As for your eldest wanting to be Garfield as a book character, um…er…isn’t Garfield the quintessential ‘slacker cat’ 😉 Wonder what the good docs would say about THAT ‘media cue’? heh. Then again, one could argue Garfield has that wry wit and edgy ‘ask me if I care’ attitude that says INDIE all the way, so I’m gonna stay w/the sweetness of that depiction of the eldest being a cartoon cat…as it represents a ‘don’t fence me in’ persona that goes beyond the snorefest of ‘kapow-biff-bam’ archetypes. Totally agree males in my circles are ‘craving far more diversity’ than the limited models being lobbed into the media stream.

    btw, How old are your boys? Do they ‘get’ what you do? Curious. I have another theory goin’ here…;-)

  3. Heh! Elder (8; younger is 6) reads the old comic books and loves the wit and humour – also says he loves the ‘secret friendship’ with Odie. Have to wonder if that relationship is appealing because it’s an awful lot like sibling rivalry… 😉

    They talk a lot about the salient aspects of gender stereotypes, like pink, makeup, Bratz etc for girls and violence, action, machismo and rescuing for boys, and mix it up in their dramatic play & art quite a bit (so boys can wear pink, nurture; girls rescue people, fix cars & lift weights etc). The understanding evolves along with their development.

    What theory have you got bubbling away? 🙂
    .-= Tania´s last blog ..tandrusiak: RT @sidneyeve: New Canadian govt report on "oversharing" & related issues concerning youth privacy online http://is.gd/4Dg1v (via @klbz) =-.

  4. All: Wanted to add this interview with Lyn and Mark in today’s “Daily Babble” here:


    A few great examples?

    Babble: How do you accommodate a boy’s natural tendencies and still adhere to some of your ideals? (I do think that there are some inherent things about boys: they usually are more high-energy, they usually do gravitate toward a ball instead of a baby doll.)

    Lyn: What we’re talking about is the way that energy is translated into a very narrow stereotype. Why is action translated into violence? Action can be channeled in other ways.

    Babble: So how do you try to address some of these issues of violence? Do you ban Bakugan? Say yes to Spiderman but no to X-Men? How do you decide?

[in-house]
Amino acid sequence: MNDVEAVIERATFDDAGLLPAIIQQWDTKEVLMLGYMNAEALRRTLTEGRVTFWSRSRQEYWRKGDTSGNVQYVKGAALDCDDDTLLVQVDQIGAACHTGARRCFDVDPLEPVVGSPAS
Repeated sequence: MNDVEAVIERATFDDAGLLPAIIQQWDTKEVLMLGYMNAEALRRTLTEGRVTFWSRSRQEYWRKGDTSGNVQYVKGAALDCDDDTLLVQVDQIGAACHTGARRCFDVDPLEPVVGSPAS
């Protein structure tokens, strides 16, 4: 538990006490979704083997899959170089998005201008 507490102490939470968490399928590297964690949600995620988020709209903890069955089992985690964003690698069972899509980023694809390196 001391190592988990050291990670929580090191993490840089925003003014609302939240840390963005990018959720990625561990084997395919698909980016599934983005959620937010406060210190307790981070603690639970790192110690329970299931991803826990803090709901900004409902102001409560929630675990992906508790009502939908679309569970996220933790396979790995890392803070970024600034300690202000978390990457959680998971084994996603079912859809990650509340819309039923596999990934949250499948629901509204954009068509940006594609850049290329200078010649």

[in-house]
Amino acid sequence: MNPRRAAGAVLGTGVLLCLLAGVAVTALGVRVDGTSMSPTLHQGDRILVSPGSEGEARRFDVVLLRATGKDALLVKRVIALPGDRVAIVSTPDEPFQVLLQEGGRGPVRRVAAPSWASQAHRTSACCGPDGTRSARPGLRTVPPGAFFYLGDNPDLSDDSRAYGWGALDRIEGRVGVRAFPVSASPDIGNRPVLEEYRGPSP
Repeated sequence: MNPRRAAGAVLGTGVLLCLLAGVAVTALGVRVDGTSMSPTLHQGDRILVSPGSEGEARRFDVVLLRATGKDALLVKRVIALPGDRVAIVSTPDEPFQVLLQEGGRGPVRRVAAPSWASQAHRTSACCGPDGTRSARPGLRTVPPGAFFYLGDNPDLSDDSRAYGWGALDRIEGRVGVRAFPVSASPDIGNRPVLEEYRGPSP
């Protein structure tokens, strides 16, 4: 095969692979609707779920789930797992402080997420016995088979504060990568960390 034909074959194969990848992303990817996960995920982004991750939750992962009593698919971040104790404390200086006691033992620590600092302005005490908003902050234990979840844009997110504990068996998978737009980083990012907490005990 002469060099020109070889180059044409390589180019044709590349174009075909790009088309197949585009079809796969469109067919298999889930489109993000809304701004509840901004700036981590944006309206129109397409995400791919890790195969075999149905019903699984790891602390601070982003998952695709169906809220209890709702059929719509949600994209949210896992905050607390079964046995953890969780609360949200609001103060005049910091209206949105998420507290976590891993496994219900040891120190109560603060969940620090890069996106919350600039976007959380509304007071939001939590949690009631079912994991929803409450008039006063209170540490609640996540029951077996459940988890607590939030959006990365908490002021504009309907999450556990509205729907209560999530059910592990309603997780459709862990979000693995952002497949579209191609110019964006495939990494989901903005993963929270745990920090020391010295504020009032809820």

Mark: There are choices parents have to make about what’s appropriate. We’d like parents to pay more attention to the ratings of movies, for one, so they don’t let their kids see PG-13 movies just because they got a Batman toy in their Happy Meal. We want parents to talk to their sons so the violence is a topic for conversation, not something that has to be banned. Ask them: “What does this mean? Why do you like it?”

    Lyn: The important thing is to listen. We don’t always know why they are attracted to something, say violent video games. One of Mark’s students helped us see that boys often like these games because of the complex storylines. As parents, if we listen to them, we can help channel that in other ways, help them find other ways to get that complex storyline.

    Babble: When it comes to violence — what is the difference between what kids see today and what we watched? I remember adults thinking that Wile E. Coyote trying to blow up the Road Runner was too violent.

    Lyn: We have so many examples of how things are different from the way they used to be. We were totally struck by Nerf and how big the guns are now. There are also Legos now where it’s not about creatively making what you want to make, it’s about making the Transformer. We looked at racetracks; it used to be that the idea was to keep the car on the track, now the idea is to crash. We saw the word “hyper” in a lot of toys and other marketing; even the name has to be over the top.